After having given the theoretical framework through we understand the poem, we will now analyze its four main themes. These four themes can be found throughout the work. Taken together, they constitute Vakunta’s perspective on Cameroon. The themes are as follows: criticism of elected representatives, identity crisis, optimism and unity, and pessimism. All themes can be read as expressions of the search for identity. In an interactive presentation, we explain references and offer our reading of the poem.
Criticism of elected representatives
In these lines Vakunta addresses politicians and political institutions in Cameroon. According to him, the lack of well-functioning democratic institutions is an essential part of the contemporary problem. An important issue is that Cameroonian people do not recognize themselves in the politicians; Cameroonian politicians are there to represent the Cameroonian people, but who are they? It is not clear who a Cameroonian is, so it is impossible to represent that group.
In this section, Vakunta addresses the identity crisis underlying the Cameroon Crisis, and the anti-Anglophone discrimination that it has brought about. It becomes clear here that a Cameroonian national identity is lacking; Vakunta tries to show that Cameroonians have no idea what it means to be Cameroonian. While this is the case, this section moves in a dialectical way towards Cameroonian unity. It shows that, despite all the differences and difficulties, Vakunta still aims at and believes in Cameroonian unity. Moreover, because the discrimination of Anglophone Cameroonians is a traumatic event, this section is especially adequate to be understood through the framework of historical wounds.
The third theme of the poem is related to the ideology of Nkrumah. Although Vakunta is critical and pessimistic about Cameroon in many parts of the poem, the following lines offer an optimistic sound. In contrast to the lines in which he criticizes elected representatives, these lines mostly refer to the effects of colonialism, not directly mentioning the role of Cameroonian politicians. Vakunta has in mind a project for a renewed Cameroonian conscience; with this conscience peaceful unity between the Anglophone and Francophone communities and the elimination of colonial ties will be possible. He also highlights the importance of action; without action none of the above can be realized.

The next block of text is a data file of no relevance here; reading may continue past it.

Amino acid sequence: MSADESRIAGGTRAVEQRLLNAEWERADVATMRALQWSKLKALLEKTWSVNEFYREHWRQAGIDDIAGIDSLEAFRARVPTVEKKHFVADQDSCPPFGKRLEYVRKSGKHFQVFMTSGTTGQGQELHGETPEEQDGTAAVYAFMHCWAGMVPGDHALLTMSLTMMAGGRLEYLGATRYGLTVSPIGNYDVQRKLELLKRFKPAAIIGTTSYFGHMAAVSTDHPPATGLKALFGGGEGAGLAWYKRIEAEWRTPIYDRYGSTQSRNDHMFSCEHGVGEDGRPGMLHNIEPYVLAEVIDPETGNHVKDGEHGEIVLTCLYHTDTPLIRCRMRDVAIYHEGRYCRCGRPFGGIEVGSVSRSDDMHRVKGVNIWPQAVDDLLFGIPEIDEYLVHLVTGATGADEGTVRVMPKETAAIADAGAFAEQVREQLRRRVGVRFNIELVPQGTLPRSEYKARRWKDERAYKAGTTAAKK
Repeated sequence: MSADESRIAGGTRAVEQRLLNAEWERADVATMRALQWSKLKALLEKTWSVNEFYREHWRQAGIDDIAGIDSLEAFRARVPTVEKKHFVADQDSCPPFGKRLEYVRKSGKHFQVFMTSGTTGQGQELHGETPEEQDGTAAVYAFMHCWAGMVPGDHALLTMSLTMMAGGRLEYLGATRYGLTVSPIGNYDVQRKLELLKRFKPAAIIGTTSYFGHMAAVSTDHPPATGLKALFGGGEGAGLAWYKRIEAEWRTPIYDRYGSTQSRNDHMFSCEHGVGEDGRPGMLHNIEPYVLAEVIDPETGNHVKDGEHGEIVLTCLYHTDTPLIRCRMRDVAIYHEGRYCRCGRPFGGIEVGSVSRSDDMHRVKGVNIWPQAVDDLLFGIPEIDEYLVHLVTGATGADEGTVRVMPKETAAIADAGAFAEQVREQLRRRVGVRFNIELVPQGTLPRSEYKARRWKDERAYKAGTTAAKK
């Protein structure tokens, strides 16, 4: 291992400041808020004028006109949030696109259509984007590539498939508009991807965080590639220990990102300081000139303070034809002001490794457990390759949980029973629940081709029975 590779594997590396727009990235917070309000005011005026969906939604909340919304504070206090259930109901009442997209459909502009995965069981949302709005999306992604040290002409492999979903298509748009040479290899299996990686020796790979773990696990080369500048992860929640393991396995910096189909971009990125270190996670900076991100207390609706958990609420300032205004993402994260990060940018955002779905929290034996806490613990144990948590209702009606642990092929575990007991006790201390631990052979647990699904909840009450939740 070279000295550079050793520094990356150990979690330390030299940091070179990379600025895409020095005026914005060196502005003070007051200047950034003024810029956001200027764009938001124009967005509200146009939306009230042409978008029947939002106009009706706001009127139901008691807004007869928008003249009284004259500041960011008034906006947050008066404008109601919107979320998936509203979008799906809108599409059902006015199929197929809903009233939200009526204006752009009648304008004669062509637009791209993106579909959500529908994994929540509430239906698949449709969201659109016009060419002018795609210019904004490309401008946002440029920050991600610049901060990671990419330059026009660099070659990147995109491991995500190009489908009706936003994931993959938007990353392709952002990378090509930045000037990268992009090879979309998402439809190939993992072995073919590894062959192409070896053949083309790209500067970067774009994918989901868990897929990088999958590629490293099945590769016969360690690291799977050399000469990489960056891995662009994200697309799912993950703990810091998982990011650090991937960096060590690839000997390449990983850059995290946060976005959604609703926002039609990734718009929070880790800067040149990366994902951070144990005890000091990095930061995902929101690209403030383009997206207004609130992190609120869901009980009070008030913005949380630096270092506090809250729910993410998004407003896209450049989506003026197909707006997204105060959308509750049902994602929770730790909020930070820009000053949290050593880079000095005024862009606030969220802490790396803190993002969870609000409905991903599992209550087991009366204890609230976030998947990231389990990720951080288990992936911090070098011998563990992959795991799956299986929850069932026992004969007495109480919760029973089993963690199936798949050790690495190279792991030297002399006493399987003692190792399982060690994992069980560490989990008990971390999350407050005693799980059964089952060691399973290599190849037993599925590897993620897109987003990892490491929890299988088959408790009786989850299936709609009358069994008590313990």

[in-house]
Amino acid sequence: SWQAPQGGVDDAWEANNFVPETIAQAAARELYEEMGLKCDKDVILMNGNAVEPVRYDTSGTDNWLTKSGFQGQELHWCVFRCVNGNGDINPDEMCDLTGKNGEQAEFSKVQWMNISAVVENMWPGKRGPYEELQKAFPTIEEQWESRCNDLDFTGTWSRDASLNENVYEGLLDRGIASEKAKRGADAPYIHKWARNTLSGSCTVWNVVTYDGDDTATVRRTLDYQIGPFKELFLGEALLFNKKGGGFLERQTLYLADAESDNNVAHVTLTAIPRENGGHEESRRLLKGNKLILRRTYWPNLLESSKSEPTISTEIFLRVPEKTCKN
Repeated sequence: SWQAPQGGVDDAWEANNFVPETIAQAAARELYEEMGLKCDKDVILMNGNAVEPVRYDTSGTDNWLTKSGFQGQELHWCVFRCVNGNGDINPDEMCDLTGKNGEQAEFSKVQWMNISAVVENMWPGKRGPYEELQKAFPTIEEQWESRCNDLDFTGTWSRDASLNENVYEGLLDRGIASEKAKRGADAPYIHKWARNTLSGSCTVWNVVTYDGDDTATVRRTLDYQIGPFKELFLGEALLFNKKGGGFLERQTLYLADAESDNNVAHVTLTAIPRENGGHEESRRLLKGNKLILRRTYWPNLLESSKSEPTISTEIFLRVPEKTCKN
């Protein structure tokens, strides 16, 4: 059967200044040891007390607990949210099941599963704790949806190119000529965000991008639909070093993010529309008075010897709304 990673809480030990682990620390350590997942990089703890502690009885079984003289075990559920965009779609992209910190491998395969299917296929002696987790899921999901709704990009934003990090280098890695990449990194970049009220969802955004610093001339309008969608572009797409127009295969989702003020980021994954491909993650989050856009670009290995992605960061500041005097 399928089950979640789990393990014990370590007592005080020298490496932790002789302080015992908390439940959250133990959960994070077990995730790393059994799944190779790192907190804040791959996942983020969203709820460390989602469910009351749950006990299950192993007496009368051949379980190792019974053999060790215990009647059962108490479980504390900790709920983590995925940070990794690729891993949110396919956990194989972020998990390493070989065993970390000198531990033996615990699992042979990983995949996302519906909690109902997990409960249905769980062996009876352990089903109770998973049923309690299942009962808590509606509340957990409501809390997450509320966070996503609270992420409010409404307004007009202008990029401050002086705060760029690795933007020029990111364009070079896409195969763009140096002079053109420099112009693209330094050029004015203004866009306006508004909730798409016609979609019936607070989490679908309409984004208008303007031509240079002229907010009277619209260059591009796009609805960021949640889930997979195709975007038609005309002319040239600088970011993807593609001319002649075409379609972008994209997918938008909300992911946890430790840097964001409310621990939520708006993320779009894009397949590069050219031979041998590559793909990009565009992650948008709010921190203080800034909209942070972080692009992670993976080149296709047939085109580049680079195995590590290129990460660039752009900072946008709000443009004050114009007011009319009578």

After all the criticism, optimism and calls for unity in the past lines, Vakunta ends his poem in a paradoxical way: he describes his departure from Cameroon. In reality, Vakunta moved to the United States and is part of a growing group of emigrating Anglophone Cameroonians. In the section that follows, he is very pessimistic about the future of Cameroon, which stands in stark contrast with his optimism and calls for unity of previous lines. He also mentions a number of revolutionary pro-reunification Cameroonians, who have either been killed or fled the country as well. He turns his back to Cameroon and its crisis. He did not succeed in finding a Cameroonian identity and thus decides to leave the country, looking for an identity elsewhere.
Please find below the poem annotation and related articles. We suggest reading the part on Poetic Consciencism next.